EPJ Web of Conferences
Volume 6, 2010ICEM 14 – 14th International Conference on Experimental Mechanics
|Number of page(s)||7|
|Section||Validation and Standards for Dynamic Analyses|
|Published online||10 June 2010|
Image decomposition as a tool for validating stress analysis models
Composite Vehicle Research Center, Michigan State
Lansing, MI, USA
2 School of Engineering, University of Liverpool, Liverpool, UK
a e-mail: firstname.lastname@example.org
It is good practice to validate analytical and numerical models used in stress analysis for engineering design by comparison with measurements obtained from real components either in-service or in the laboratory. In reality, this critical step is often neglected or reduced to placing a single strain gage at the predicted hot-spot of stress. Modern techniques of optical analysis allow full-field maps of displacement, strain and, or stress to be obtained from real components with relative ease and at modest cost. However, validations continued to be performed only at predicted and, or observed hot-spots and most of the wealth of data is ignored. It is proposed that image decomposition methods, commonly employed in techniques such as fingerprinting and iris recognition, can be employed to validate stress analysis models by comparing all of the key features in the data from the experiment and the model. Image decomposition techniques such as Zernike moments and Fourier transforms have been used to decompose full-field distributions for strain generated from optical techniques such as digital image correlation and thermoelastic stress analysis as well as from analytical and numerical models by treating the strain distributions as images. The result of the decomposition is 101 to 102 image descriptors instead of the 105 or 106 pixels in the original data. As a consequence, it is relatively easy to make a statistical comparison of the image descriptors from the experiment and from the analytical/numerical model and to provide a quantitative assessment of the stress analysis.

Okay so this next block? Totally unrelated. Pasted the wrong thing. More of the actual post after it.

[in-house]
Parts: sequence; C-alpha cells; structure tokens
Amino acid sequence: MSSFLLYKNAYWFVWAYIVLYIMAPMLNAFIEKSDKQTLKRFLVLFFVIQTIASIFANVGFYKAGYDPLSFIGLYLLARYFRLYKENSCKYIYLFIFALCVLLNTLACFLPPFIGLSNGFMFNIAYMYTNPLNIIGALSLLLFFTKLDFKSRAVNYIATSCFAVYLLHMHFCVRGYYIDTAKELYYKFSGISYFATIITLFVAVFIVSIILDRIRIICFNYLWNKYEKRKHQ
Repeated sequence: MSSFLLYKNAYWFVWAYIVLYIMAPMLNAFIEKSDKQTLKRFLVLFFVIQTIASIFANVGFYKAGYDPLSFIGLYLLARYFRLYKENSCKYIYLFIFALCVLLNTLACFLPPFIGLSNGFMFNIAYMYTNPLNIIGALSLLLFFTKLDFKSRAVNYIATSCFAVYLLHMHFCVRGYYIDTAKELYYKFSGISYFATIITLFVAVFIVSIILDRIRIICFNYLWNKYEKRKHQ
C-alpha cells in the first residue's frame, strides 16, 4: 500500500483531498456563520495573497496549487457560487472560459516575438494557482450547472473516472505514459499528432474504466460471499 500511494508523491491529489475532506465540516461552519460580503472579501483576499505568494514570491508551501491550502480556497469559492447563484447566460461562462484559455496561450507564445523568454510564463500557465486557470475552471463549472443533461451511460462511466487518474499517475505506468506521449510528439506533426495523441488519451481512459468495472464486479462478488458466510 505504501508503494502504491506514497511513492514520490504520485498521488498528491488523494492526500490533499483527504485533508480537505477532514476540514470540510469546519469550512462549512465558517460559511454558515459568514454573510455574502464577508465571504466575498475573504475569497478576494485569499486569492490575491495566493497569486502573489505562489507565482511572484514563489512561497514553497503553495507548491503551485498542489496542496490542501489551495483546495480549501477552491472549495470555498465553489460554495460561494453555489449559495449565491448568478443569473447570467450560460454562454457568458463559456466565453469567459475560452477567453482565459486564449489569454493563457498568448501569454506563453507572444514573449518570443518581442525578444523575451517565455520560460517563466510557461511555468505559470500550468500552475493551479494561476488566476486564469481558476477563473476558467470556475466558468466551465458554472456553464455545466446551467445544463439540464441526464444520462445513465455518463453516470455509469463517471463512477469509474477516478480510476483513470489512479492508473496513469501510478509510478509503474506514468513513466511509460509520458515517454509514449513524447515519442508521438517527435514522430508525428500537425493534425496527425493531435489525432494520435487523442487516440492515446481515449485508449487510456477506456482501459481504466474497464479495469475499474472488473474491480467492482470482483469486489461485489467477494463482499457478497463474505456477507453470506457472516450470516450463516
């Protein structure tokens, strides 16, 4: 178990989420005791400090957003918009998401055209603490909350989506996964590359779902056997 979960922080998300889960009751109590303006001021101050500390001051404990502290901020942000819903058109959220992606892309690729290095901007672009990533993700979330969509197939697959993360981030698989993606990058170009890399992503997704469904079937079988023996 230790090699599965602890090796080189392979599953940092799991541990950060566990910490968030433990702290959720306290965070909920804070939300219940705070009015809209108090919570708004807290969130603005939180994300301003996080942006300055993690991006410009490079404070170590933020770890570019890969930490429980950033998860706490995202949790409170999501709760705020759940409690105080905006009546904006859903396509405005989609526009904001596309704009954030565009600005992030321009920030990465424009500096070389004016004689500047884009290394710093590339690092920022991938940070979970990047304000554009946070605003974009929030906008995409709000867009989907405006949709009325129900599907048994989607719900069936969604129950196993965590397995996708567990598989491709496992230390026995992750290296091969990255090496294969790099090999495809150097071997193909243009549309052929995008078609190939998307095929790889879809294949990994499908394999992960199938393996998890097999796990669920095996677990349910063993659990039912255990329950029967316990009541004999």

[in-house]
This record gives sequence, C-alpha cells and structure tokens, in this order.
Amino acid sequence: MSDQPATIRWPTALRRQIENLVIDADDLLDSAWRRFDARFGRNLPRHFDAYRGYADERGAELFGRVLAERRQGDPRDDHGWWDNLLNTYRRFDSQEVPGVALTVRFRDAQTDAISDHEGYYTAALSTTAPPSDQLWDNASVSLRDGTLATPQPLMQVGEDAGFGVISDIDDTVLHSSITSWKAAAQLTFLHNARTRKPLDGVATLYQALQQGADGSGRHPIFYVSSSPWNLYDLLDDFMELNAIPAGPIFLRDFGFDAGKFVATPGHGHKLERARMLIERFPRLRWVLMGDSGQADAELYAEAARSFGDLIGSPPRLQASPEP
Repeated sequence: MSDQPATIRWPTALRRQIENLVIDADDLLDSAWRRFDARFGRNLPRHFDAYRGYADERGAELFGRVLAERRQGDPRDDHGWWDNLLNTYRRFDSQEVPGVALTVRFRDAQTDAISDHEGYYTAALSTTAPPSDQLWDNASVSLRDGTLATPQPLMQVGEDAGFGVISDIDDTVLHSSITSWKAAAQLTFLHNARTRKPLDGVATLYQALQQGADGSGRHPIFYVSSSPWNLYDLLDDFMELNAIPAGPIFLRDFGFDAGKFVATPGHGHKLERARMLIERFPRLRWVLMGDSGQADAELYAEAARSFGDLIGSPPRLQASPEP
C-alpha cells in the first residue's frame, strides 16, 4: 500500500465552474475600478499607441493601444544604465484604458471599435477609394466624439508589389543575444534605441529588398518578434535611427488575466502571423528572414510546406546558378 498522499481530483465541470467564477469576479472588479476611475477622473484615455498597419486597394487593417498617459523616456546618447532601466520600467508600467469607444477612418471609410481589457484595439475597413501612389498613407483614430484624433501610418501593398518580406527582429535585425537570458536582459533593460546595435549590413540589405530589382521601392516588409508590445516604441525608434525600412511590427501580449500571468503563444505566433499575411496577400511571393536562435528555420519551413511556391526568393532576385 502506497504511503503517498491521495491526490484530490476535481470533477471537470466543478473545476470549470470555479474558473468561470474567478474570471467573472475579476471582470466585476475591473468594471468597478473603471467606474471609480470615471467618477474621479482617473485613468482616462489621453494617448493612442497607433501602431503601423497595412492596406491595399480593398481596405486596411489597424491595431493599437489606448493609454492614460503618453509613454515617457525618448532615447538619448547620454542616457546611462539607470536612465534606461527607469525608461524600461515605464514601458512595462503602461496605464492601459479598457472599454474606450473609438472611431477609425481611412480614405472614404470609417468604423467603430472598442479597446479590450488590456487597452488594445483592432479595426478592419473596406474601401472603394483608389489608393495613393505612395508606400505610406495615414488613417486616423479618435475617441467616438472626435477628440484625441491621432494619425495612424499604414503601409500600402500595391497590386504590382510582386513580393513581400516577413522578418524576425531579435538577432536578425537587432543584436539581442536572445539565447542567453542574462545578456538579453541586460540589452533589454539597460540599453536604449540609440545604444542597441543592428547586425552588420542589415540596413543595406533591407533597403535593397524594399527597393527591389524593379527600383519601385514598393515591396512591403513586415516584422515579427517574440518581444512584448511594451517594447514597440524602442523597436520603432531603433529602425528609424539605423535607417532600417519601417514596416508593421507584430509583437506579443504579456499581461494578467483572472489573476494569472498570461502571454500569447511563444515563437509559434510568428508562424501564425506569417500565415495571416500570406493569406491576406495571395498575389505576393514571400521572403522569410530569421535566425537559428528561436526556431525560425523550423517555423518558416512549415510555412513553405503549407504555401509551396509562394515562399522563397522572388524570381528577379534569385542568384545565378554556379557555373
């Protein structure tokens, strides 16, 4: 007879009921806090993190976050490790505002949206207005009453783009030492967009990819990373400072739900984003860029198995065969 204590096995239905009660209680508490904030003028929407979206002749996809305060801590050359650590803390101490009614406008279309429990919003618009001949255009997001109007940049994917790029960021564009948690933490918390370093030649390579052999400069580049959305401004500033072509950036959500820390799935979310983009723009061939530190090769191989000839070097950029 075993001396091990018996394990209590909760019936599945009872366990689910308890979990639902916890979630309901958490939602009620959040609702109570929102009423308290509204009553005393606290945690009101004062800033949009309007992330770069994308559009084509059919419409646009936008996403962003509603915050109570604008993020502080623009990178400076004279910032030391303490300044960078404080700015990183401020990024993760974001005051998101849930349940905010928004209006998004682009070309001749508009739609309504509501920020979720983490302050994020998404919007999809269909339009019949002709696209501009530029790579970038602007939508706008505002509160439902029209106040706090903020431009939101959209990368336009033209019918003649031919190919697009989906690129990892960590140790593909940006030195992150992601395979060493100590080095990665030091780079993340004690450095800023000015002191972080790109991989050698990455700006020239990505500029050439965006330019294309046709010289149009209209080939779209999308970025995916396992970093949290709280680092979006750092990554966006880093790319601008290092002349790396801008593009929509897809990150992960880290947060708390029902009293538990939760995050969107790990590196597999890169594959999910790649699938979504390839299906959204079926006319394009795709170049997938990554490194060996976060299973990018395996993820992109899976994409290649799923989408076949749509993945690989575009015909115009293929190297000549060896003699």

© Owned by the authors, published by EDP Sciences, 2010
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